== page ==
Jerash was invaded by Persian Sassanids in AD 614. Few years later, the Byzantine army was defeated in the battle of the Yarmouk river by the invading Muslim forces and these territories became part of the Umayyad Caliphate.

Early Muslim period

Jerash Ruins

The city flourished during the Umayyad Caliphate. It had numerous shops and issued coins with the mint named “Jerash” in Arabic. It was also a center for ceramic manufacture; moulded ceramic lamps had Arabic inscriptions that showed the potter’s name and Jerash as the place of manufacture.

The large mosque and several churches that continued to be used as places of worship, indicated that during the Umayyad period Jerash had a sizable Muslim community that co-existed with the Christians.
In CE 749, a devastating earthquake destroyed much of Jerash and its surroundings.

Crusader period

Jerash Ruins

In the early 12th century a fortress was built by a garrison stationed in the area by the Zahir ad-Din Toghtekin, atabeg of Damascus. Baldwin II, King of Jerusalem, captured and burned the fortress in 1121–1122 CE.

Although the site of the fortification has often been identified with the ruins of the temple of Artemis, there is no evidence of the creation of a fortification in the temple in the 12th century. The location of this fort is probably to be found at the highest point of the city walls, in the north-eastern hills.

Mid to Late Muslim period

Jerash Ruins

Small settlements continued in Jerash during the Mamluk Sultanate, and Ottoman periods. This occurred particularly in the Northwest Quarter and around the Temple of Zeus, where several Middle Islamic/Mamluk domestic structures have now been excavated.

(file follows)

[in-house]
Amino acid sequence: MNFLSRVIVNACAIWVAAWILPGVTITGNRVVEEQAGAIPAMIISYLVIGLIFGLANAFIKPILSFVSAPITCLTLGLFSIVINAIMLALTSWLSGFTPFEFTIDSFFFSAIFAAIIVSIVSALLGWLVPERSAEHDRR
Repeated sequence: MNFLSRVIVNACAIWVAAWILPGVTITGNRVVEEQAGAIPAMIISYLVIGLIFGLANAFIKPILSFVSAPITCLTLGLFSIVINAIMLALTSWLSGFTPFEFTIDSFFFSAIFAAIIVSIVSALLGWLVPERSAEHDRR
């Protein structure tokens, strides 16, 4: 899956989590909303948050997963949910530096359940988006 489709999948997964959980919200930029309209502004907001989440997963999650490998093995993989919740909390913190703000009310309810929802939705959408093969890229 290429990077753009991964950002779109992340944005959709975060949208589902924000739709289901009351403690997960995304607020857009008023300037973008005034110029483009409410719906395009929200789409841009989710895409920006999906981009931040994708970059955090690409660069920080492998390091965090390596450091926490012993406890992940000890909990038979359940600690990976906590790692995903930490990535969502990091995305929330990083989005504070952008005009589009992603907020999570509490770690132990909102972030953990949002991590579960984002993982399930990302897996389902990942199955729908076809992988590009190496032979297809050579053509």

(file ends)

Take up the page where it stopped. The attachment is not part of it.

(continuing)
In 1596, during the Ottoman era, Jerash was noted in the census as Jaras, being located in the nahiya of Bani Ilwan in the liwa of Ajloun. It had a population of 12 Muslim households. They paid a fixed tax-rate of 25% on various agricultural products, including wheat, barley, olive trees/fruit trees, goats and beehives, in addition to occasional revenues and a press for olive oil/grape syrup; a total of 6,000 akçe.

Jerash Ruins – Echoes of Antiquity

Step back in time and wander through the majestic remnants of Jerash, where history whispers through every stone.

hippodrome of Jerash

There are few places in the world where one has the opportunity to see history re-inacted, but only in the ancient hippodrome of Jerash can you witness chariots race or gladiators in full regalia clash on the site where Roman athletes and warriors one walked and fought.

Alexander the Great

Hidden for hundreds of years under the shifting sands of Jordan, picturesque ruins are all that remains of a once-great ancient city that saw the likes of Alexander the Great, the emperors Trajan and Hadrian, and the mathematician Nichomachas.

Ulrich Jasper Seetzen

Most of the ancient city of Gerasa was destroyed in an earthquake in 749 AD, leading to comparisons to another great Roman city: Pompeii. The ruins were re-discovered in 1806 by German explorer Ulrich Jasper Seetzen.

Jerash Ruins – Portal to the Past

A journey through Jerash’s ruins is a passage to ancient civilizations, where the stories of bygone eras are etched into the very fabric of the city.

Day trip to Jerash from Amman